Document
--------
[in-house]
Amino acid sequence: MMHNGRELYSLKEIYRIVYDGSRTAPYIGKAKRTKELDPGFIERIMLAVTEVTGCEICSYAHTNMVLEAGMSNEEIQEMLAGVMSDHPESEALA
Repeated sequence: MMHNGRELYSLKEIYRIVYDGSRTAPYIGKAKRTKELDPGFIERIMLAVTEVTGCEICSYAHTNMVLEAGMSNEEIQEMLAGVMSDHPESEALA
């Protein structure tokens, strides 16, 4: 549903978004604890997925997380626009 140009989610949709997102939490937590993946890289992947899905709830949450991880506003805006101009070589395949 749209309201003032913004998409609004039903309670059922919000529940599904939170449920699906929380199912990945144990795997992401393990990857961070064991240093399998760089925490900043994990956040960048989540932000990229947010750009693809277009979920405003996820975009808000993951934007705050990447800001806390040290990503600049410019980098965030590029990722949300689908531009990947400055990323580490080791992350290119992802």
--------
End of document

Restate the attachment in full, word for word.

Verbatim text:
[in-house]
Amino acid sequence: MMHNGRELYSLKEIYRIVYDGSRTAPYIGKAKRTKELDPGFIERIMLAVTEVTGCEICSYAHTNMVLEAGMSNEEIQEMLAGVMSDHPESEALA
Repeated sequence: MMHNGRELYSLKEIYRIVYDGSRTAPYIGKAKRTKELDPGFIERIMLAVTEVTGCEICSYAHTNMVLEAGMSNEEIQEMLAGVMSDHPESEALA
């Protein structure tokens, strides 16, 4: 549903978004604890997925997380626009 140009989610949709997102939490937590993946890289992947899905709830949450991880506003805006101009070589395949 749209309201003032913004998409609004039903309670059922919000529940599904939170449920699906929380199912990945144990795997992401393990990857961070064991240093399998760089925490900043994990956040960048989540932000990229947010750009693809277009979920405003996820975009808000993951934007705050990447800001806390040290990503600049410019980098965030590029990722949300689908531009990947400055990323580490080791992350290119992802």